There is something uniquely obscene about people growing and harvesting crops for our dining room tables and fast food restaurants who themselves have to purchase food stamps so they and their families can survive while at the same time nearly one-third of the food that their crops generates is being wasted.

Caught between public apathy and scorn and the machinations of corporate agribusiness, rural America is being economically, socially and environmentally pillaged. When one considers those characteristics by which corporate agribusiness has become identified and comparing them with the historical characteristics of the family farm/peasant system of agriculture we can see more clearly how corporate agribusiness has become the antithesis of family farm agriculture and how incompatible the two systems are in a democratically structured society.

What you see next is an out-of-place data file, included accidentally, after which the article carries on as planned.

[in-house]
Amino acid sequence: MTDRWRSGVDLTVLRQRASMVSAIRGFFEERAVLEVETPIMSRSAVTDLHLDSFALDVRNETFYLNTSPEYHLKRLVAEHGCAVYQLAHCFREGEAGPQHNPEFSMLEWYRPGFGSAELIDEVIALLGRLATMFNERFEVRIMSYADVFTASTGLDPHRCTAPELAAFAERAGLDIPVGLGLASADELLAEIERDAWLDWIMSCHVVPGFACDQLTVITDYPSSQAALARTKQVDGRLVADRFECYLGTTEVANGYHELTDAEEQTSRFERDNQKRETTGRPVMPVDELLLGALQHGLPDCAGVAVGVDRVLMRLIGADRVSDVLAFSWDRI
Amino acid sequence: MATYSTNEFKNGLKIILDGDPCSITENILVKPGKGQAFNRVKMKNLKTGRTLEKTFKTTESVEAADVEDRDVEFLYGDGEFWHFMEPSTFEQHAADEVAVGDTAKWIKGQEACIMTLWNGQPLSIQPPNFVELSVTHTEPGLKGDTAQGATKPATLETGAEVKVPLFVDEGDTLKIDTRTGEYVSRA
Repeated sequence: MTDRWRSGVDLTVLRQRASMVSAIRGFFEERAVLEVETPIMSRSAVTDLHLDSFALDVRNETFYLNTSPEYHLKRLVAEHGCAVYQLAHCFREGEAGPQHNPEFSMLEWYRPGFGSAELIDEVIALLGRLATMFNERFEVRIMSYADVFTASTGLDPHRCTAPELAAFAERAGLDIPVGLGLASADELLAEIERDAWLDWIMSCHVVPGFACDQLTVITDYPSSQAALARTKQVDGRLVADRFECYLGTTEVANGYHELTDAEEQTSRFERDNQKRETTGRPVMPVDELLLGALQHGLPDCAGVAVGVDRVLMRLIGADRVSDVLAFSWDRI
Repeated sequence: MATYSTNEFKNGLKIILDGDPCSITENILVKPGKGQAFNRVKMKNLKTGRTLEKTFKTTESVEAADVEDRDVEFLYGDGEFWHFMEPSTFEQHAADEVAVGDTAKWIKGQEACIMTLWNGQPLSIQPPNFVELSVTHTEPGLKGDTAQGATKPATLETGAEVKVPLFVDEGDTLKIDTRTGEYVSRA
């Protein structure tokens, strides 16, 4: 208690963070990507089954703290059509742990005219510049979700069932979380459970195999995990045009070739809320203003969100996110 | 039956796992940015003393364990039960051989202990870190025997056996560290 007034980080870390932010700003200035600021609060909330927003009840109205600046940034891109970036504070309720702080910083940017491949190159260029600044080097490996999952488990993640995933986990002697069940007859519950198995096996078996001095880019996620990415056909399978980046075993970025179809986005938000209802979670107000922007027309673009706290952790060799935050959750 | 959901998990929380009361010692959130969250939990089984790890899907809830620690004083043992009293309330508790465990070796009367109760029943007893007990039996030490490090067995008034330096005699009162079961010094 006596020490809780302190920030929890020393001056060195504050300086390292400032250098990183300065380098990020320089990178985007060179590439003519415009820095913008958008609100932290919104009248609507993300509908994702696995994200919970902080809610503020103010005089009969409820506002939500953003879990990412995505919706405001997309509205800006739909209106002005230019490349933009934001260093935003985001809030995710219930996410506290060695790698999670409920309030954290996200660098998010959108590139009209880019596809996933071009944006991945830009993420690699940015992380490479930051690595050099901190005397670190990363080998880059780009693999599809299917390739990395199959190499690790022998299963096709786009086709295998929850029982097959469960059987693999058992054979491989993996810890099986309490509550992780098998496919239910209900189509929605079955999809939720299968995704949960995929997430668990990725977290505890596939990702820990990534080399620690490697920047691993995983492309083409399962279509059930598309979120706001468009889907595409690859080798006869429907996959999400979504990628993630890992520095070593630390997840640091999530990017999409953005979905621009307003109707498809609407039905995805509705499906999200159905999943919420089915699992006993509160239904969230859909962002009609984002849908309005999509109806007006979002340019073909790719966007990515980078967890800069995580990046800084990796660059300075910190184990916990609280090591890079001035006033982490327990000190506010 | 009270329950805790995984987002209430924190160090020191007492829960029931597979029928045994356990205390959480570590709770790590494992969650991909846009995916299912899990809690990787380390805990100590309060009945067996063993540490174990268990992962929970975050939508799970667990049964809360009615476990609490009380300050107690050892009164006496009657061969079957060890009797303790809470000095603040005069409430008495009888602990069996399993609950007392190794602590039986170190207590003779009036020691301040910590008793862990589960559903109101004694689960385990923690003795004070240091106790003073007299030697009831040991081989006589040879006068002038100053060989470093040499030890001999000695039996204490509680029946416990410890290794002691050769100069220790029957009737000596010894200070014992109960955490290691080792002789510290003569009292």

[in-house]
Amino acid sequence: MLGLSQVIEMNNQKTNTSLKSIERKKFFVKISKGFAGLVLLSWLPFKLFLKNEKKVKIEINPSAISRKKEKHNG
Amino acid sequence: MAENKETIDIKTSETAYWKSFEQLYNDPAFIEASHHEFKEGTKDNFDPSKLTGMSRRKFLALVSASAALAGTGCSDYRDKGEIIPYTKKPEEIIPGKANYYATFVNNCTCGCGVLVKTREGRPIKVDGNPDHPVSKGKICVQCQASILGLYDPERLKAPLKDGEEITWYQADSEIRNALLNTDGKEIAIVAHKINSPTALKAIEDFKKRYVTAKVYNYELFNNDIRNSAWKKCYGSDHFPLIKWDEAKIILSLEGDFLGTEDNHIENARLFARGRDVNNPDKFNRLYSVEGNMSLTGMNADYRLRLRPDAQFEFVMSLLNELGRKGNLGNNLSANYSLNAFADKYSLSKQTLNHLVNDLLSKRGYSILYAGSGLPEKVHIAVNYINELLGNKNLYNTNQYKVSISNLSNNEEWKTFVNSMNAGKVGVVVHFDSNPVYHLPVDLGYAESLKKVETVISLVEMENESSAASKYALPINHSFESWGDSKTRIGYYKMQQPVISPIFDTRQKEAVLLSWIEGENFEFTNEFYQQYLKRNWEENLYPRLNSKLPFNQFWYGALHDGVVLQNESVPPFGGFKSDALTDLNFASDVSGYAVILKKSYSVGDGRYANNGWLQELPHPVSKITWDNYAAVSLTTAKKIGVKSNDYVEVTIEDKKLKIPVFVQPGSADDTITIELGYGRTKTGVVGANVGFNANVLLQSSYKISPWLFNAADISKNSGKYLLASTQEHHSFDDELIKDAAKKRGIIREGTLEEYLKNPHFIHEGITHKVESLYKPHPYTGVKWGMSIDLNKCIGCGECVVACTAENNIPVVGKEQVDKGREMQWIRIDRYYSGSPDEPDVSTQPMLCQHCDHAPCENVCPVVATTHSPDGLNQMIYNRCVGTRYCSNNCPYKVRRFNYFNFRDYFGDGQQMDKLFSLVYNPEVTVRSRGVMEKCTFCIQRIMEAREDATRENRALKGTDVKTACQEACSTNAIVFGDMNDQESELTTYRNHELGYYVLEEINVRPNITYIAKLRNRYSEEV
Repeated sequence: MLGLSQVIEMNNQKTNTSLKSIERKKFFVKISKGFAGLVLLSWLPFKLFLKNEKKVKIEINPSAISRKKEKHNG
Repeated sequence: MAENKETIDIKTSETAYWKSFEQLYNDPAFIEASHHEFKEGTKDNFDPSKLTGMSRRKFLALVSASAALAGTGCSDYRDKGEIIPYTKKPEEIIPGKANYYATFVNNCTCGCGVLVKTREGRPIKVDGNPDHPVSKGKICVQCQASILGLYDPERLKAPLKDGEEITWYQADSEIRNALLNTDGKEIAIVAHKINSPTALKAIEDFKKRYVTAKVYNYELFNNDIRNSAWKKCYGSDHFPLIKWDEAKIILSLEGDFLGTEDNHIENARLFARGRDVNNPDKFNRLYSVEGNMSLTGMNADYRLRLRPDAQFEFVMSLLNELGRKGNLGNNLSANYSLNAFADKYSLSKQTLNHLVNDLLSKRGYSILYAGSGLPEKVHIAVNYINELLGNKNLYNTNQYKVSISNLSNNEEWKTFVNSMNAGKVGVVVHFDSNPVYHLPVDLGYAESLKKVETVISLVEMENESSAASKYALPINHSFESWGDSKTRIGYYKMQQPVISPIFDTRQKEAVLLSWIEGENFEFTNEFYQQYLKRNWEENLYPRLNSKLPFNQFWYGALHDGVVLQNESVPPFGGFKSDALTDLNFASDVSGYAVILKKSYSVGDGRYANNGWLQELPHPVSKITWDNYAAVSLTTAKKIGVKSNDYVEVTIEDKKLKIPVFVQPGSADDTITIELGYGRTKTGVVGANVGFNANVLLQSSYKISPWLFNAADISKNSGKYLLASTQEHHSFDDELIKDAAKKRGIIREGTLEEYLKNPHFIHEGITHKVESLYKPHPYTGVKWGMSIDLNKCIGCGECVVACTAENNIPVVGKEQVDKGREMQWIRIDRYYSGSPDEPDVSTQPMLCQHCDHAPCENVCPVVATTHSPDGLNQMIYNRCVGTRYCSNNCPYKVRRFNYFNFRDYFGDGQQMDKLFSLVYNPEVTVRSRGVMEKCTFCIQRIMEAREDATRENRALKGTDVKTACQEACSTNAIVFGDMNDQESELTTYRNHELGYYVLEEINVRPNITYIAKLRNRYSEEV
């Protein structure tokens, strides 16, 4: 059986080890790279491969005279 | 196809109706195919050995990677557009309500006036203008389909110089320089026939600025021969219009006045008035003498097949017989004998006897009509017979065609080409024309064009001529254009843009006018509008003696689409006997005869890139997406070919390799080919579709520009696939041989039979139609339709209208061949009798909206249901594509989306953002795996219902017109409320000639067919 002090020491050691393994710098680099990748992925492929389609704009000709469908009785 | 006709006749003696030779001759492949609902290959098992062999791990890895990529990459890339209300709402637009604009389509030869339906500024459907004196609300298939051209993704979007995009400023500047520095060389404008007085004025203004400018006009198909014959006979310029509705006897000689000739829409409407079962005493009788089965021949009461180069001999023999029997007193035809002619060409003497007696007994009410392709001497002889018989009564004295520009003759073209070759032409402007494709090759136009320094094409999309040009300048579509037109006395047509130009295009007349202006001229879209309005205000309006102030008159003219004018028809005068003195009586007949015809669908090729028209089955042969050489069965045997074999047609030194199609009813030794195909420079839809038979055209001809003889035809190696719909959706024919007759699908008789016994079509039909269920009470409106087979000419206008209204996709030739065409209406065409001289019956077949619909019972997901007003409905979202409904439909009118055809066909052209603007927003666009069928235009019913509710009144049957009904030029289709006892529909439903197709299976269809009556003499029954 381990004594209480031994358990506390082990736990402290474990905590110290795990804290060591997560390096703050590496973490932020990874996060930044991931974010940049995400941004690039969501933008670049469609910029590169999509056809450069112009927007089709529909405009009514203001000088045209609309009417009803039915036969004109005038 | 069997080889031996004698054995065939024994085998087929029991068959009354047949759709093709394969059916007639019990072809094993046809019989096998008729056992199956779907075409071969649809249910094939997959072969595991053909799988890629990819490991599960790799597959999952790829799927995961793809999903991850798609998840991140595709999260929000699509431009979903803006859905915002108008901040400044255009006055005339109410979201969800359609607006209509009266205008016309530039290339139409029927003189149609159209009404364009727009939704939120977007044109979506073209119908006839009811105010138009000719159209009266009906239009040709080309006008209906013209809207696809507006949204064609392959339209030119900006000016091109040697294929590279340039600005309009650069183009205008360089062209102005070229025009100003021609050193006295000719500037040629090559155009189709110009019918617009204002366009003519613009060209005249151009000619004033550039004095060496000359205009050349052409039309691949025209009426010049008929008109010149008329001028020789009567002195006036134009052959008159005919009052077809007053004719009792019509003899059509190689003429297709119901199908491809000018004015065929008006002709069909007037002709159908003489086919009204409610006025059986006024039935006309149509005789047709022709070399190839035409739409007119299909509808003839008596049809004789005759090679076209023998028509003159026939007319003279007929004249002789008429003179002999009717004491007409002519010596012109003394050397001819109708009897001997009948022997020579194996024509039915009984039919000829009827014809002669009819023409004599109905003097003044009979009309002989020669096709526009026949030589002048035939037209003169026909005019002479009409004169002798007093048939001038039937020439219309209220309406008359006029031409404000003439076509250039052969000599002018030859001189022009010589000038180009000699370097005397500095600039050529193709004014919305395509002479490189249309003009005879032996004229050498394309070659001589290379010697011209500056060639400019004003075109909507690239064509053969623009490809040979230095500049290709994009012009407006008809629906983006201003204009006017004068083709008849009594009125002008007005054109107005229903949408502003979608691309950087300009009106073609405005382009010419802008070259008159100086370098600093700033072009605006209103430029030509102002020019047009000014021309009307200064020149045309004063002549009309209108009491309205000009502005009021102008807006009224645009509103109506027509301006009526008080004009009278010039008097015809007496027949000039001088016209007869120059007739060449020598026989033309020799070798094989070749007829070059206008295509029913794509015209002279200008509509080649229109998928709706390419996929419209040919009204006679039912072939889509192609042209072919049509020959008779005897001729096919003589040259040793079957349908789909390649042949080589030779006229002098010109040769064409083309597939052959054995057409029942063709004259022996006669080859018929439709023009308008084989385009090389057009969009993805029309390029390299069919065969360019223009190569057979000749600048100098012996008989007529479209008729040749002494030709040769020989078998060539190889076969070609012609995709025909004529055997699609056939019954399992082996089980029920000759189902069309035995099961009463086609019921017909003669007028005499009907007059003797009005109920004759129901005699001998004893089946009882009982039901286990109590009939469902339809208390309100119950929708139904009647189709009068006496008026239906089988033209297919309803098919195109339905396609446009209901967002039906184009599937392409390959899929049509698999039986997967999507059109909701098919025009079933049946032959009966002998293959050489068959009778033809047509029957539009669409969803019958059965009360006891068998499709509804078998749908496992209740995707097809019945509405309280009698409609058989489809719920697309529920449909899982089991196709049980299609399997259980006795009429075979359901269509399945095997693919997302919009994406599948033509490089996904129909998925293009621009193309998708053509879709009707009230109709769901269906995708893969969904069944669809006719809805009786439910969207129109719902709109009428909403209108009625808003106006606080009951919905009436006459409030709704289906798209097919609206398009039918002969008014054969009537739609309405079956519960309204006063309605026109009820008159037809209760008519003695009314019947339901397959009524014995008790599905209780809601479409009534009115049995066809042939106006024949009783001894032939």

Whereas family farming/peasant agriculture has traditionally sought to nurture and care for the land, corporate agribusiness, exclusive by nature, seeks to "mine" the land, solely interested in monetizing its natural wealth and thus measure efficiency by its profits, by pride in its "bottom line." Family farmers, meanwhile, see efficiency in terms of respecting, caring and contributing to the overall health and well-being of the land, the environment, the communities and the nations in which they live.

While corporate agribusiness stresses institutionalized organization, hierarchical decision making, volume, speed, standardization of the food supply and extracting as much production from the land as quickly and impersonally as possible, family farmers and peasants strive through order, labor, pride in the quality of their work, and a certain strength of character and sense of community to take from the land only what it is willing to give so as not to damage its dependability or diminish its sustainability.